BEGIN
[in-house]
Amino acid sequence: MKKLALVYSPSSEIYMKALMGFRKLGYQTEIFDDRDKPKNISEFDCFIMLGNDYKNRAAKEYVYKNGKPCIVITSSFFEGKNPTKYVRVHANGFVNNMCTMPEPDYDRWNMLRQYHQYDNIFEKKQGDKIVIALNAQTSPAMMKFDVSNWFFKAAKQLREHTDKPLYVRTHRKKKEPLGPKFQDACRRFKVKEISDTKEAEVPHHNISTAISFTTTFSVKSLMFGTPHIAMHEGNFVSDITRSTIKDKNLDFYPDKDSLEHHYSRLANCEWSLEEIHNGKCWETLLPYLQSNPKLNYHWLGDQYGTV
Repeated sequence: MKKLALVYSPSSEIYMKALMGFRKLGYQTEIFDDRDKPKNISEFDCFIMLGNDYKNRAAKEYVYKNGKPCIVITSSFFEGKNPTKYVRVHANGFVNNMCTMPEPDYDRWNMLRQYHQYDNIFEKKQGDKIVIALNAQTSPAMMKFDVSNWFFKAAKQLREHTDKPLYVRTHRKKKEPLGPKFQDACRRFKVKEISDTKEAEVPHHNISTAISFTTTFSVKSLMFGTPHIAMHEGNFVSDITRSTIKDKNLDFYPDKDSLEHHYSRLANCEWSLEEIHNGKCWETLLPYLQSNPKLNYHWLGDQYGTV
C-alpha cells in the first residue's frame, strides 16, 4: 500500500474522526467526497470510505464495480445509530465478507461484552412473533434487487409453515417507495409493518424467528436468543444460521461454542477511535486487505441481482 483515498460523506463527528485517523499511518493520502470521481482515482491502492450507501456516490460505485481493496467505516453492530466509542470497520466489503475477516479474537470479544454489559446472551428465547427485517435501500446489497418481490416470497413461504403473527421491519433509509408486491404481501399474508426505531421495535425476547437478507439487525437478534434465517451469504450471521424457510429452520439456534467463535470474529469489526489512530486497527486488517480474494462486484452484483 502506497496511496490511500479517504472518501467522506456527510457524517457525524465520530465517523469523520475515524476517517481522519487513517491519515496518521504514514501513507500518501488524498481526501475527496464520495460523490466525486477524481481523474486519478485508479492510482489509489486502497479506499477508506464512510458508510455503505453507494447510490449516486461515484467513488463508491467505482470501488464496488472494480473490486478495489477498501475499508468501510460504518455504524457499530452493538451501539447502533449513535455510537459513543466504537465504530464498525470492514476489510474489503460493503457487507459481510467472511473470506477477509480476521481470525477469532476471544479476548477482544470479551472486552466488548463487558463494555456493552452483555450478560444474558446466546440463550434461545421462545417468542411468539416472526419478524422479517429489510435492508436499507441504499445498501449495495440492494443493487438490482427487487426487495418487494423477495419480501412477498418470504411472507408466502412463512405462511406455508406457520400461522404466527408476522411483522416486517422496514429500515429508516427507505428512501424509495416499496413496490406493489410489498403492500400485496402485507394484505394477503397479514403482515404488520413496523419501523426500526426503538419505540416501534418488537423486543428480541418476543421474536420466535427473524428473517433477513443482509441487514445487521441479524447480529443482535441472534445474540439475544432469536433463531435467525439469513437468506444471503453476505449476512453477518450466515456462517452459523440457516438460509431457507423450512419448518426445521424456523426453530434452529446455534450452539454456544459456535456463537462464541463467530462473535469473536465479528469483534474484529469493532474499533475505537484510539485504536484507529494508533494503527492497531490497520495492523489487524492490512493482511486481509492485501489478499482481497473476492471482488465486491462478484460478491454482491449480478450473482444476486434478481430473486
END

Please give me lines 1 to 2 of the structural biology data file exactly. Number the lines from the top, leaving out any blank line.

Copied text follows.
[in-house]
Amino acid sequence: MKKLALVYSPSSEIYMKALMGFRKLGYQTEIFDDRDKPKNISEFDCFIMLGNDYKNRAAKEYVYKNGKPCIVITSSFFEGKNPTKYVRVHANGFVNNMCTMPEPDYDRWNMLRQYHQYDNIFEKKQGDKIVIALNAQTSPAMMKFDVSNWFFKAAKQLREHTDKPLYVRTHRKKKEPLGPKFQDACRRFKVKEISDTKEAEVPHHNISTAISFTTTFSVKSLMFGTPHIAMHEGNFVSDITRSTIKDKNLDFYPDKDSLEHHYSRLANCEWSLEEIHNGKCWETLLPYLQSNPKLNYHWLGDQYGTV